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Old 04-10-2014, 10:51 PM
 
Location: That star on your map in the middle of the East Coast, DMV
3,976 posts, read 3,456,237 times
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Quote:
Originally Posted by DistrictDirt View Post
The DC suburbs are pretty good at making these little self-contained new-urbanist housing developments and town centers that can feel somewhat urban at street level. They usually have minimal setbacks, garage entrances through alleyways instead of driveways, and are often composed of attached rowhomes instead of detached single family homes. They are sometimes mixed-use with some retail at ground level. They're cute.

But once you get outside these town centers, its very apparent that you are in the suburbs. Usually there are just a few ways in an out, rather than a surrounding street grid that fully woven into the development. And the streets they connect to tend to be wide arterials with cars travelling at near-highway speed...especially the developments out in Fairfax and Loudon counties in VA. And if you want to walk between one of these town centers and another, good luck finding a sidewalk. Its very clear that the inside of these developments are meant for people but outside is meant for cars.

Those areas are just not comparable to LA. LA may have some individual structures that appear suburban- detached homes, strip malls, etc, but the overall character of the streets is 100% urban. The entire thing is a grid. You could walk on sidewalks from Hollywood to Long Beach. It might take you all day and all night but you could do it.

DC people: Imagine for a moment that there was a grid of boulevards, streets, alleys, and sidewalks that stretched from Dulles Airport to the Chesapeake Bay. Not curving country roads from town to town along the way...I'm talking city blocks for 50 miles.
That's LA in a nutshell.

DC could never have this because the city is 61 sq miles and this is essentially a Tri-State area. There would never be a Blvd connected in a grid across the whole metro area because it's not all a part of one state like what you find in places like CA, FL etc. Again with the comparisons to these two very different places it's far from apples to apples.
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Old 04-10-2014, 10:54 PM
 
Location: Savannah GA
13,420 posts, read 16,956,571 times
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I know this thread is focused mainly on MAJOR cities, but for smallish cities there are few urban cores more vibrant than Savannah. I've lived here on and off for 22 years, and the amount of street-level activity within the Landmark Historic District (1 mile by 1.5 miles) increasingly amazes me. It's a breathtakingly vibrant city, with a stunning urban vibe that many much larger cities (like Atlanta) would KILL to have.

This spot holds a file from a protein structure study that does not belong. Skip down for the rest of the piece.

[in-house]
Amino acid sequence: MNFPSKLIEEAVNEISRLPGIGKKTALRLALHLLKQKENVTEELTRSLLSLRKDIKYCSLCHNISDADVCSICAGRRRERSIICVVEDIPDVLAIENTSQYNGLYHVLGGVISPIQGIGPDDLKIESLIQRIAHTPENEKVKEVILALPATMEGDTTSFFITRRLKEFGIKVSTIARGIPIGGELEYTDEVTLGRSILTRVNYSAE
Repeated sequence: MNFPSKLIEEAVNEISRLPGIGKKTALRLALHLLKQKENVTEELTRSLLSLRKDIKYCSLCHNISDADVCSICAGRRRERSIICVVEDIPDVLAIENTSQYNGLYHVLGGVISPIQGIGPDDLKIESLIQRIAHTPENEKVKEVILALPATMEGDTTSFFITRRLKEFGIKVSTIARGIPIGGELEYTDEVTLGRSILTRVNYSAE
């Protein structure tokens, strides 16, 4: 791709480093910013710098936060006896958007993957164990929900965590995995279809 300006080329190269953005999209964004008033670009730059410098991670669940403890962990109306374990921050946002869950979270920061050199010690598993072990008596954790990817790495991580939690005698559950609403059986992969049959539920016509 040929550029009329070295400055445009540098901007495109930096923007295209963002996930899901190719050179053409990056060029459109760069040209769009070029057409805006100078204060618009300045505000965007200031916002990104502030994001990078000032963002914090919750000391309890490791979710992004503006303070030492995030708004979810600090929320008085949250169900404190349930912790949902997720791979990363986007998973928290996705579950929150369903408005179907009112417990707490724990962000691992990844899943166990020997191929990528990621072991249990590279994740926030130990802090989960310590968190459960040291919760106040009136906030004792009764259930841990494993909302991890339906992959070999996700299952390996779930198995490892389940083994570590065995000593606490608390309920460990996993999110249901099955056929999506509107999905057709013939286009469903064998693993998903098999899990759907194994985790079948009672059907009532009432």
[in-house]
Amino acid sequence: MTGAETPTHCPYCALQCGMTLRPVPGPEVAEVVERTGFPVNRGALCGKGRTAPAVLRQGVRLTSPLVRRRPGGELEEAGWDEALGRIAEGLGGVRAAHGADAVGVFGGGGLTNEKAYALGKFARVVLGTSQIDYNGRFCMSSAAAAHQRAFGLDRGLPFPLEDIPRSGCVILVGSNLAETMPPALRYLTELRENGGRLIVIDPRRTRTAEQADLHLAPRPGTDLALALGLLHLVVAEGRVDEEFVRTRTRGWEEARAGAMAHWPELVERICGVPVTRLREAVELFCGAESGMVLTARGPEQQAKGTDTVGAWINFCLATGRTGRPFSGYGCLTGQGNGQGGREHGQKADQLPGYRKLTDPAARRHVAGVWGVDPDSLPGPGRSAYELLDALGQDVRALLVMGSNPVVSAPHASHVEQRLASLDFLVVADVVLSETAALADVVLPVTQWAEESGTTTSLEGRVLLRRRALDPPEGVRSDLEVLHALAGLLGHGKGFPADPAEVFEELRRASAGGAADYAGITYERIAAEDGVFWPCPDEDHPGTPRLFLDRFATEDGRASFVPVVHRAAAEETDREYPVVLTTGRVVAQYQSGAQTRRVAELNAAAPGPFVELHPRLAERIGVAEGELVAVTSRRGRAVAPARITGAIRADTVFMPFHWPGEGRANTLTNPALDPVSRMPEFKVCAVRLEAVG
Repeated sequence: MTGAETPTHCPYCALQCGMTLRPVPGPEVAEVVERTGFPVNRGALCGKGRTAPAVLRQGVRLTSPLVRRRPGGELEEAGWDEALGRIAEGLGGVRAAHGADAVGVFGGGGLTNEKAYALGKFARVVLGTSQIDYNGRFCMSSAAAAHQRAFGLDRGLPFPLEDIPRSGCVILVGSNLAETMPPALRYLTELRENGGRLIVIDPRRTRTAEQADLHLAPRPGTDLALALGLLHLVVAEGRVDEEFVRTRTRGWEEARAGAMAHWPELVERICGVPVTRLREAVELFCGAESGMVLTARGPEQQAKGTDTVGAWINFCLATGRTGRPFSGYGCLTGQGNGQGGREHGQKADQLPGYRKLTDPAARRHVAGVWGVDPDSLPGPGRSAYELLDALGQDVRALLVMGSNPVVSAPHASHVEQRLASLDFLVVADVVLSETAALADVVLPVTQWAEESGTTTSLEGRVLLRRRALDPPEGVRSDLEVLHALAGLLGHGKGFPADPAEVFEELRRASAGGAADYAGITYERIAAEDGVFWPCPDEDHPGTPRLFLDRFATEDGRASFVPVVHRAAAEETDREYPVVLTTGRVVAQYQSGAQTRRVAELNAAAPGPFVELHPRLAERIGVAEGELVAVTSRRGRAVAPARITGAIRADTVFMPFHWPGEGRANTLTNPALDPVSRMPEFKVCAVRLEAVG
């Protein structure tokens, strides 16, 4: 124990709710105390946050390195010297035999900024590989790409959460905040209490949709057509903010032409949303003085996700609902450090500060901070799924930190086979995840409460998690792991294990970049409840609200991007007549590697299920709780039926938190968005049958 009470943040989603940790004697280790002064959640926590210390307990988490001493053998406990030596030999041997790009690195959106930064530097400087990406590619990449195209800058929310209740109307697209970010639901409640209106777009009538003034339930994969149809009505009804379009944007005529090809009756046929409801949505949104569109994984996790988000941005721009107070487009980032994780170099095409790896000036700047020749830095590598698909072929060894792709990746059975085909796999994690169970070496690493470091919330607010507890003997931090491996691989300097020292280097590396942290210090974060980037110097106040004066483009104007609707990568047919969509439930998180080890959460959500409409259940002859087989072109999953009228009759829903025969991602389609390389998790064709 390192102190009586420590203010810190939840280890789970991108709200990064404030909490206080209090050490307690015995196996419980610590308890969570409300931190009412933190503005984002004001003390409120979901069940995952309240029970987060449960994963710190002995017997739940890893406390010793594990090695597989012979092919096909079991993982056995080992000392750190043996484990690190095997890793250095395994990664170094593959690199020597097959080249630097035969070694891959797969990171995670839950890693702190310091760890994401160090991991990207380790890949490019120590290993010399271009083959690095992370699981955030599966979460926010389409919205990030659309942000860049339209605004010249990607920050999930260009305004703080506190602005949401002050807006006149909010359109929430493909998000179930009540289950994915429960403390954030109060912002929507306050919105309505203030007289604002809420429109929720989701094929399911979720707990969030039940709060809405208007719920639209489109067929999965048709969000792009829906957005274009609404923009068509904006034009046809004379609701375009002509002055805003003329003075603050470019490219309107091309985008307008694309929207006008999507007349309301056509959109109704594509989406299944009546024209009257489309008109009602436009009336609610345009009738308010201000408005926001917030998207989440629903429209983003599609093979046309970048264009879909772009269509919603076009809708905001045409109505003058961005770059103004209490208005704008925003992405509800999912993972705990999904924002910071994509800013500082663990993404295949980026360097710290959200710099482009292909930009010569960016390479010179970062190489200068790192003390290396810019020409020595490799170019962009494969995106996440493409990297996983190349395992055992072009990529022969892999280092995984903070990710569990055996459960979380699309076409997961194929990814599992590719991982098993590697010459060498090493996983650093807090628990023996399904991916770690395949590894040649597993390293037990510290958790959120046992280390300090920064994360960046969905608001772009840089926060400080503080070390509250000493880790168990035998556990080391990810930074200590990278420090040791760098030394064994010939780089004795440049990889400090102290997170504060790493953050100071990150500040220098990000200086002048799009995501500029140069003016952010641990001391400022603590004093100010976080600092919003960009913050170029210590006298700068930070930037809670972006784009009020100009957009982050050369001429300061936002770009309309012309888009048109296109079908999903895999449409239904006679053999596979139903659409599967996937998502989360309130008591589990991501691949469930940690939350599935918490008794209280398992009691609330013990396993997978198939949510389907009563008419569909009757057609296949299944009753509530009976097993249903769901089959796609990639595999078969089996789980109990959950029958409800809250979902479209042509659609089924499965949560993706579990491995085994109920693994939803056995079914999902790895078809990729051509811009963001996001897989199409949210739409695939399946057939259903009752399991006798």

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Old 04-10-2014, 11:09 PM
 
Location: Miami/ Washington DC
4,836 posts, read 10,186,086 times
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Lived in DC. Go to LA a few times a year for the past 8 years. While the District is very urban, and is more urban and dense than LA's core overall LA is much more dense, more urban and certainly more vibrant. DC has those urban 'mini-downtowns" near metro stops but like others have said once just a few blocks sometimes away from there it because very suburbia. The exception is around Roslyn and the Pentagon. But even there you have things like the GW Parkway which you could drive on that at night and feel like you are in the middle of no where.
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Old 04-11-2014, 06:52 AM
 
Location: The City
22,331 posts, read 32,152,919 times
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Another thing is the landscape of the two places and time initial development took place.

LA has mountains and flat valleys. The flat areas lend themselves more to a consistent grid and also was available as there were not much in the way of existing development and small parceled historic land ownership to contend with (Much of LA was just built but taking out large farm or uninhabited parcels that did not exist on the EC as was more settled from core earlier). DC out into the burbs has a far hillier make-up - more difficult for grids really.

LA is pretty amazing in the US sense for just continuous development unbroken - I like LA a lot but am not sure continuous 6-9K density is all that attractive to me personally. Impressive but not totally attractive. The same could be said for monotonous rowhouse after rowhouse street - at some point you become far from more energetic parts and are left with monotonous coverage in a sense.